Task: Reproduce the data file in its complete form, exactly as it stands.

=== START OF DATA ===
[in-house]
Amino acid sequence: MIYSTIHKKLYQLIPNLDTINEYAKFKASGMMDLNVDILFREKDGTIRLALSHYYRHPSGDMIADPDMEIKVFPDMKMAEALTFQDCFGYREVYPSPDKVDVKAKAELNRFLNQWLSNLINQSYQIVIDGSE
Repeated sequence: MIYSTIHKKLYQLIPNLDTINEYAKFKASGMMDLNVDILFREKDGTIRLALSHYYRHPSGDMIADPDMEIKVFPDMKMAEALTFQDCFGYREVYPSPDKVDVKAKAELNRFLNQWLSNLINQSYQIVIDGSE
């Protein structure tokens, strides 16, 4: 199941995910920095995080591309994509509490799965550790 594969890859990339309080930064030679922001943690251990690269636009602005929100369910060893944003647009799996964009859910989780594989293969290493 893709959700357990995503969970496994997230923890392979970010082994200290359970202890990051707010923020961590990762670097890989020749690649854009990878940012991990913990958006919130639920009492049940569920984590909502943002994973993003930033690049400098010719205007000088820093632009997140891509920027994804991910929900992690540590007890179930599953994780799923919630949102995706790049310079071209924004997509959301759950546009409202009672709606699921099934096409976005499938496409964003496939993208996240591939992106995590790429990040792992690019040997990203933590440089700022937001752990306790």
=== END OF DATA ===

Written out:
[in-house]
Amino acid sequence: MIYSTIHKKLYQLIPNLDTINEYAKFKASGMMDLNVDILFREKDGTIRLALSHYYRHPSGDMIADPDMEIKVFPDMKMAEALTFQDCFGYREVYPSPDKVDVKAKAELNRFLNQWLSNLINQSYQIVIDGSE
Repeated sequence: MIYSTIHKKLYQLIPNLDTINEYAKFKASGMMDLNVDILFREKDGTIRLALSHYYRHPSGDMIADPDMEIKVFPDMKMAEALTFQDCFGYREVYPSPDKVDVKAKAELNRFLNQWLSNLINQSYQIVIDGSE
């Protein structure tokens, strides 16, 4: 199941995910920095995080591309994509509490799965550790 594969890859990339309080930064030679922001943690251990690269636009602005929100369910060893944003647009799996964009859910989780594989293969290493 893709959700357990995503969970496994997230923890392979970010082994200290359970202890990051707010923020961590990762670097890989020749690649854009990878940012991990913990958006919130639920009492049940569920984590909502943002994973993003930033690049400098010719205007000088820093632009997140891509920027994804991910929900992690540590007890179930599953994780799923919630949102995706790049310079071209924004997509959301759950546009409202009672709606699921099934096409976005499938496409964003496939993208996240591939992106995590790429990040792992690019040997990203933590440089700022937001752990306790």